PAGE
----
Between the legalization of the dunk shot and the proliferation of college basketball on television, aren't you about sick of seeing the new breed of athlete slam the ball through the basket from above? Aren't you about ready to tell 'em to stuff it?
Coach John Weinert of Bowling Green is.
His Falcons of the Mid-American Conference have proven out his preseason observation, "The dunk will be exciting to the fans, but it won't win games. In fact, it may lose some games for some teams."
Against Ohio University, Weinert laments, 6-foot-3 guard raced for the hoop on a fast break, tried to dunk it - and missed. Next game, versus Eastern Michigan, BG's 6-4 swingman went for the dunk off the break - and ble it. Final scores: Ohio U. 69, Bowling Green 68; Eastern Michigan 70, Bowling Green 69.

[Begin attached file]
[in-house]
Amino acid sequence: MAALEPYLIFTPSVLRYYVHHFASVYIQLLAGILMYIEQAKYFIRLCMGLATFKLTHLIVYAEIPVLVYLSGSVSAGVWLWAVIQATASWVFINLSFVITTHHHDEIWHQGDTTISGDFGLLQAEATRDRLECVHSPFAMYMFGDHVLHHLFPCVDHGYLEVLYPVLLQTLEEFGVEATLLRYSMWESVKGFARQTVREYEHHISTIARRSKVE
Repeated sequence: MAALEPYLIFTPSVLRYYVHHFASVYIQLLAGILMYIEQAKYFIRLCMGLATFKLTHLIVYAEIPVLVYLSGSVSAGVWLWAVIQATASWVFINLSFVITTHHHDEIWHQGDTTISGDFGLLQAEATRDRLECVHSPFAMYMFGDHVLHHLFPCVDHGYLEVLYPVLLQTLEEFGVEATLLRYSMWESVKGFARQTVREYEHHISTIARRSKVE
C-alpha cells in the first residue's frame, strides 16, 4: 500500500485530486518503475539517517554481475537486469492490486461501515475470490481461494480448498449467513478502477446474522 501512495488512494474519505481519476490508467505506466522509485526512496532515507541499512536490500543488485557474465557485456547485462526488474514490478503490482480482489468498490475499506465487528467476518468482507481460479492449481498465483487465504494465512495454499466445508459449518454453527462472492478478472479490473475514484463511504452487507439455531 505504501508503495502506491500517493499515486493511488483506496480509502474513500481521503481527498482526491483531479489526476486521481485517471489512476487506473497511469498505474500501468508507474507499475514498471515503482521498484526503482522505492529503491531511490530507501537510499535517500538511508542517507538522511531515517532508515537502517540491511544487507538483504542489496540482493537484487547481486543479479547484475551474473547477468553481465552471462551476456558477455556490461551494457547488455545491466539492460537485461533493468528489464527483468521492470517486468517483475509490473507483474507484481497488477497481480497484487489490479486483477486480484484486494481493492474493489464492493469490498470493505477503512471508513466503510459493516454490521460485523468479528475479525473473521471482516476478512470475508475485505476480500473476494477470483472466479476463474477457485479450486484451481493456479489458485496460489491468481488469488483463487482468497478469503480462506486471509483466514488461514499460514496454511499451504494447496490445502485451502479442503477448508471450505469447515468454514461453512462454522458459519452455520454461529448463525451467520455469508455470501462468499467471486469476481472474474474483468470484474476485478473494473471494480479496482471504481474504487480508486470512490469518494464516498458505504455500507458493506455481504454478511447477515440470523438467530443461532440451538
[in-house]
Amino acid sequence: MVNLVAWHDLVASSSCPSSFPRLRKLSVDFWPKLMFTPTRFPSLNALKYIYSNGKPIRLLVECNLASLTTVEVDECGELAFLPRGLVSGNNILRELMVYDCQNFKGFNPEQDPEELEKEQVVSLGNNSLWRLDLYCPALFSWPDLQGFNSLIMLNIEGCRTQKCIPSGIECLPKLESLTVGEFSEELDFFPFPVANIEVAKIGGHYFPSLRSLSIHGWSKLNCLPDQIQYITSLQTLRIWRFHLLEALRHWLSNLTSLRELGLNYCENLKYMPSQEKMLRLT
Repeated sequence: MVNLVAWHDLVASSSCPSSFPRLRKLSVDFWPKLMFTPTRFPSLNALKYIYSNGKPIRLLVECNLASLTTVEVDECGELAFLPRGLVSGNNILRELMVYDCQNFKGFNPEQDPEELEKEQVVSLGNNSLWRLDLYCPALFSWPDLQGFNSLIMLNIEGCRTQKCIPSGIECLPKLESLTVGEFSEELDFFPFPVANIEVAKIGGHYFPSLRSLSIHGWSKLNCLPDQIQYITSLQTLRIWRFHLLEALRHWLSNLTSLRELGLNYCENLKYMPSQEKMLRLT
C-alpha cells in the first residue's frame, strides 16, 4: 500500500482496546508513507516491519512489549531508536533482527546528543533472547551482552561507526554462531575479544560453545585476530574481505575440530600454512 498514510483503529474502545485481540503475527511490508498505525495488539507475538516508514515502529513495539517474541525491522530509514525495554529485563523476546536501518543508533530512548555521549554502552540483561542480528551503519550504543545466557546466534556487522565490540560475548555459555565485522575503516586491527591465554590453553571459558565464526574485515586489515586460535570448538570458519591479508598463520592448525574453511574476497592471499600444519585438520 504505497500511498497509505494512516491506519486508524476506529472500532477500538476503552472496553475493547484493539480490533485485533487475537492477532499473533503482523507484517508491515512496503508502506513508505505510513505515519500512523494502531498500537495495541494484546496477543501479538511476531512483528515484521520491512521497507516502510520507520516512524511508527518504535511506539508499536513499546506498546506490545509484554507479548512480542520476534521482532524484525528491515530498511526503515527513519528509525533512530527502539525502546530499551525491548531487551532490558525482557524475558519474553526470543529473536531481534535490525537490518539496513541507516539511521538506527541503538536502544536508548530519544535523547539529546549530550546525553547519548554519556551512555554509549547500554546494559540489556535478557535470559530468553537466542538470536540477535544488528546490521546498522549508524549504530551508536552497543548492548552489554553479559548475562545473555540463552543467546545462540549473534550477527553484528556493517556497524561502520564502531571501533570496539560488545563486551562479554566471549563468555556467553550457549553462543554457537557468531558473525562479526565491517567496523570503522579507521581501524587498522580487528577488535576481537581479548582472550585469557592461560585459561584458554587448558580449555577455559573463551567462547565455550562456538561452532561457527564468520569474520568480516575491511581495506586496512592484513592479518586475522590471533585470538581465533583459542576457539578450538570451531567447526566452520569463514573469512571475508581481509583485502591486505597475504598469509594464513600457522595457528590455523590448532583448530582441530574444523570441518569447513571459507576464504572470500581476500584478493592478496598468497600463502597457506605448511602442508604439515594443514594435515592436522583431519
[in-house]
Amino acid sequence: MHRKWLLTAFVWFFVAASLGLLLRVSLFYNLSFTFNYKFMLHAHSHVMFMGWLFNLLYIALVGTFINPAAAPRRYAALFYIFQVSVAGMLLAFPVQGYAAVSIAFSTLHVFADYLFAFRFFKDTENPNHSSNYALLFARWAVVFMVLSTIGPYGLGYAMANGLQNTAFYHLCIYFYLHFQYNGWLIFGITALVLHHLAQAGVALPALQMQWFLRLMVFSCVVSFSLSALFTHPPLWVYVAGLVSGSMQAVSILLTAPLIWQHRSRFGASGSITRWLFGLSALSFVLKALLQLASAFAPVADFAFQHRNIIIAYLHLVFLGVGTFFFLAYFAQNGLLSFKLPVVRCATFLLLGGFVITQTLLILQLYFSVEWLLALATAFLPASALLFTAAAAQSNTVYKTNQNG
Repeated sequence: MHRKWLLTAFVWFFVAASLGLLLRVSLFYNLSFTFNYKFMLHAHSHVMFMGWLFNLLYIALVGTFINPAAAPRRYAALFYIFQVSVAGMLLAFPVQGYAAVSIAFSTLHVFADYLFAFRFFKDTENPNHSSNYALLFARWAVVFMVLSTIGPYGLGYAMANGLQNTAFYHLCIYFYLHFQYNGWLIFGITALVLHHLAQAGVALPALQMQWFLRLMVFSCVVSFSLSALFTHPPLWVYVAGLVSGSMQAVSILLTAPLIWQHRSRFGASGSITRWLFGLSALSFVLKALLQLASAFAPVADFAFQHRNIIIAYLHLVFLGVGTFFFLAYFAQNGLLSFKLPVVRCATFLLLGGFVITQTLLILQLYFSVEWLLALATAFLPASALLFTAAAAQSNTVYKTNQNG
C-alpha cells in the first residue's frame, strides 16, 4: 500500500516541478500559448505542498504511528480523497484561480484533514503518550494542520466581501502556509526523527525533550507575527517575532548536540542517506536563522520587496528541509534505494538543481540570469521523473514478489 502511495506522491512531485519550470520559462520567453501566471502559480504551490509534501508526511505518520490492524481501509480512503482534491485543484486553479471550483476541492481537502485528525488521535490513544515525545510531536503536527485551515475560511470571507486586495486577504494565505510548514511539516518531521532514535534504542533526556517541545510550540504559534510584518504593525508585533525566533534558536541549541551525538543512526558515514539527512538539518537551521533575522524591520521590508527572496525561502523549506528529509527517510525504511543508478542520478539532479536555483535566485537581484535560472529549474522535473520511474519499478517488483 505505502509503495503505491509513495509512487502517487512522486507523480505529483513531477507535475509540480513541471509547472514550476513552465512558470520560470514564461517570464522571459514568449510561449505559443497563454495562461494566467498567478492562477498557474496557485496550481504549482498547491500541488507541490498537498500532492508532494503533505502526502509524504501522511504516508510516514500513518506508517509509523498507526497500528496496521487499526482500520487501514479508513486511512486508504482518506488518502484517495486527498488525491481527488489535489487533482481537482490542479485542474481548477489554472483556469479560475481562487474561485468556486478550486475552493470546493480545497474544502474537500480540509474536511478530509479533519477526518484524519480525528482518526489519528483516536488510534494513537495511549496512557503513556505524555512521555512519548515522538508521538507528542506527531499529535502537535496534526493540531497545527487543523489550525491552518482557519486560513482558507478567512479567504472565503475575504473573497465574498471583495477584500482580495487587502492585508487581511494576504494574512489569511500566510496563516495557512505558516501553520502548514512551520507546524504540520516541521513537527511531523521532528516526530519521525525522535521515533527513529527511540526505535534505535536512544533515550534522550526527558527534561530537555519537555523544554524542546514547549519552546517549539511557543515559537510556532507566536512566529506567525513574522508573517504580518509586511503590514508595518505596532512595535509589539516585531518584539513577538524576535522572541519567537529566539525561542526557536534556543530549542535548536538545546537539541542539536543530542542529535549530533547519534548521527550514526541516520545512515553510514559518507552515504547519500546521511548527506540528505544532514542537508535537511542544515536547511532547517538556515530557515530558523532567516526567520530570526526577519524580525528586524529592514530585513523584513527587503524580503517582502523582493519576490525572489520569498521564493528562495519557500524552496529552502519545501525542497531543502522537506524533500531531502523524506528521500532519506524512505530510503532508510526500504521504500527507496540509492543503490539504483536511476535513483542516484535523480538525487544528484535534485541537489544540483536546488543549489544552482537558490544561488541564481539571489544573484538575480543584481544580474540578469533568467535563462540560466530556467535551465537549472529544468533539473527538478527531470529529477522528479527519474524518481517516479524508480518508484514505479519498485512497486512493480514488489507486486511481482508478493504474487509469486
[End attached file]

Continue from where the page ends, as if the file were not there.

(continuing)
That's all, declares Weinert; it may be O.K. by the NCAA but for BeeGee players, the dunk is banned again.
The coach said, "It's the home run of basketball, but when you have a guy on third and can get him home on a uunt why swing for the fence and pop up?"
This corner amends that when home runs become cheap, a good idea is to move back the fences. In basketball, it might be time to elevate the baskets from 10 feet to 11. Everybody knows today's players are bigger, faster and springier than those for generations past. Give 'em a tougher target . . . An 11-foot slam dunk - that would put the novelty and the awe back into it . . .